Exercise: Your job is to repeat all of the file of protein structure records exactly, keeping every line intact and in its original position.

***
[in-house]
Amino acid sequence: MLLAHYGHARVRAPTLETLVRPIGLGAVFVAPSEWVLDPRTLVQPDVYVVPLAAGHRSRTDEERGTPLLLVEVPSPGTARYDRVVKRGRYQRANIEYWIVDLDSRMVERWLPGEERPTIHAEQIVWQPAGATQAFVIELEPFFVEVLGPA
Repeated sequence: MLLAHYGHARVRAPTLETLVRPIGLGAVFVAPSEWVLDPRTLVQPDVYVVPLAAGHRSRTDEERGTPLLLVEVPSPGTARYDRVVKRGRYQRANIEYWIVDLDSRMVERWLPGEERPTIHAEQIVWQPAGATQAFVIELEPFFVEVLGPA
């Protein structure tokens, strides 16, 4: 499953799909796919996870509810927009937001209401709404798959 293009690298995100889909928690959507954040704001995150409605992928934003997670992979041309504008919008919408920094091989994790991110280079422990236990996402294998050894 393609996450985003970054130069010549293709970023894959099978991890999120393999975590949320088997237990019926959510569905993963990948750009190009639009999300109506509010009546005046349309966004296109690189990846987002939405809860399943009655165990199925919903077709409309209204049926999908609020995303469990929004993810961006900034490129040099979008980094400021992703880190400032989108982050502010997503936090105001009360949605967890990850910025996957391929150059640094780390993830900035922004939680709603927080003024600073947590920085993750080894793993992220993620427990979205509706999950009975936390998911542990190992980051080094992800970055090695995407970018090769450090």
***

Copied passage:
[in-house]
Amino acid sequence: MLLAHYGHARVRAPTLETLVRPIGLGAVFVAPSEWVLDPRTLVQPDVYVVPLAAGHRSRTDEERGTPLLLVEVPSPGTARYDRVVKRGRYQRANIEYWIVDLDSRMVERWLPGEERPTIHAEQIVWQPAGATQAFVIELEPFFVEVLGPA
Repeated sequence: MLLAHYGHARVRAPTLETLVRPIGLGAVFVAPSEWVLDPRTLVQPDVYVVPLAAGHRSRTDEERGTPLLLVEVPSPGTARYDRVVKRGRYQRANIEYWIVDLDSRMVERWLPGEERPTIHAEQIVWQPAGATQAFVIELEPFFVEVLGPA
């Protein structure tokens, strides 16, 4: 499953799909796919996870509810927009937001209401709404798959 293009690298995100889909928690959507954040704001995150409605992928934003997670992979041309504008919008919408920094091989994790991110280079422990236990996402294998050894 393609996450985003970054130069010549293709970023894959099978991890999120393999975590949320088997237990019926959510569905993963990948750009190009639009999300109506509010009546005046349309966004296109690189990846987002939405809860399943009655165990199925919903077709409309209204049926999908609020995303469990929004993810961006900034490129040099979008980094400021992703880190400032989108982050502010997503936090105001009360949605967890990850910025996957391929150059640094780390993830900035922004939680709603927080003024600073947590920085993750080894793993992220993620427990979205509706999950009975936390998911542990190992980051080094992800970055090695995407970018090769450090």